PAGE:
(Nothing Too Fancy Music)
Rating: 4 out of 5 stars
Leave it to an act who named their 1998 debut Greatest Hits, Vol. 3 to create this crazy quilt, innovative and unique mash-up of disparate songs, played live. Taking a concept initially conceived during Umphrey’s McGee’s Halloween shows to the studio, the sextet displays their wildly diverse influences and inspirations by grabbing parts of two, three and sometimes four tunes, cutting and pasting them together, and performing the result with no overdubs, without a net, in the studio.
Gimmicky? Sure. But also crazily creative and musically intoxicating as in “Life During Exodus,” just one of the dozen tracks named after the songs included. That one crams Marley’s “Exodus,” the Talking Heads’ “Life During Wartime,” Zappa’s “City of Tiny Lites” and even Chicago’s “24 or 6 to 4” into a jaw dropping nine minutes that never feel forced or, worse yet, pretentious. There aren’t many bands who have heard the catalogs of both Motorhead and Ween, and fewer still who would bother covering either one, let alone both in “Ace of Long Nights” that jams the former’s “Ace of Spades” and the latter’s “It’s Gonna Be a Long Night” into a severe but somehow beautiful musical matrimony. Umphrey’s McGee is as comfortable with hard rockers like White Zombie and Rage Against the Machine as with 80s synth poppers such as the Eurythmics and Dead or Alive and digging into the classic rock catalog of Pink Floyd and AC/DC. They grab entire sections of songs and smash ‘em into each other resulting in a wild synthesis that (usually) sounds logical and even natural.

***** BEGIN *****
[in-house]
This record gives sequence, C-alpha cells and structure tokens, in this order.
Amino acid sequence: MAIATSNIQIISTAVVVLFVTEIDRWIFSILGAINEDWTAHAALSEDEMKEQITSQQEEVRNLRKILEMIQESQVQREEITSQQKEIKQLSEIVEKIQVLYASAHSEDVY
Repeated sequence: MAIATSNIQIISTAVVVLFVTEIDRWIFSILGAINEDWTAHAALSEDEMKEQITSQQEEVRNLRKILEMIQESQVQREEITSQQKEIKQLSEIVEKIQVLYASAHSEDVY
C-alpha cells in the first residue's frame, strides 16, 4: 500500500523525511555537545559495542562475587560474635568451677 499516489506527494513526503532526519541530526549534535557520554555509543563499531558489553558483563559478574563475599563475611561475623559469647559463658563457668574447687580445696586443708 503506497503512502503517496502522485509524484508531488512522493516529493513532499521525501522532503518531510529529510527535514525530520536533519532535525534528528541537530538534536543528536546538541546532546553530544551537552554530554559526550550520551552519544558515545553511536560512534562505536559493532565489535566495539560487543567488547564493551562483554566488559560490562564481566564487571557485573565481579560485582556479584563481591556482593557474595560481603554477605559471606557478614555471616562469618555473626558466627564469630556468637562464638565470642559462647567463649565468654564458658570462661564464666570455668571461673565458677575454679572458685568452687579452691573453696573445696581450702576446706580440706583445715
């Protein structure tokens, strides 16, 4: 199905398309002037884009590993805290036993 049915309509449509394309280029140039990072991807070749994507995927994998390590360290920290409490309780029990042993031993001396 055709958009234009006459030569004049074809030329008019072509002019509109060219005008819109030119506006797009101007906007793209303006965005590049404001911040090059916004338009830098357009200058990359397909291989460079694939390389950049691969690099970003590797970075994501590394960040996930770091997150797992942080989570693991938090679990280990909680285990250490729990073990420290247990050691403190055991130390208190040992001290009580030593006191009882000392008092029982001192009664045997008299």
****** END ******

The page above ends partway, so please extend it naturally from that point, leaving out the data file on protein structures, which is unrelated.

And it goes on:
But creating the concept is different than pulling it off, which is where McGee shows their remarkable instrumental dexterity. There aren’t many acts able to shift from reggae to pop, hard rock, soul and prog with an ease that shows how much they love and respect these incongruent genres. Once you get past the “how did they think of that?” question, you are amazed by the “how did they do that?” part.
Zonkey is little more than a side trip for Umphrey’s McGee, but it’s an insightful example of the band’s restless nature. It’ll also send many listeners back to some of the originals (several quite obscure like the Beastie Boys’ “Mark on the Bus” and their own “Hajimemashite”) to hear what they might have missed, which makes this an educational experience too. It works on a variety of levels but ultimately is just another example of Umphrey’s McGee considerable talents and whets our appetites for the group’s next release of original material.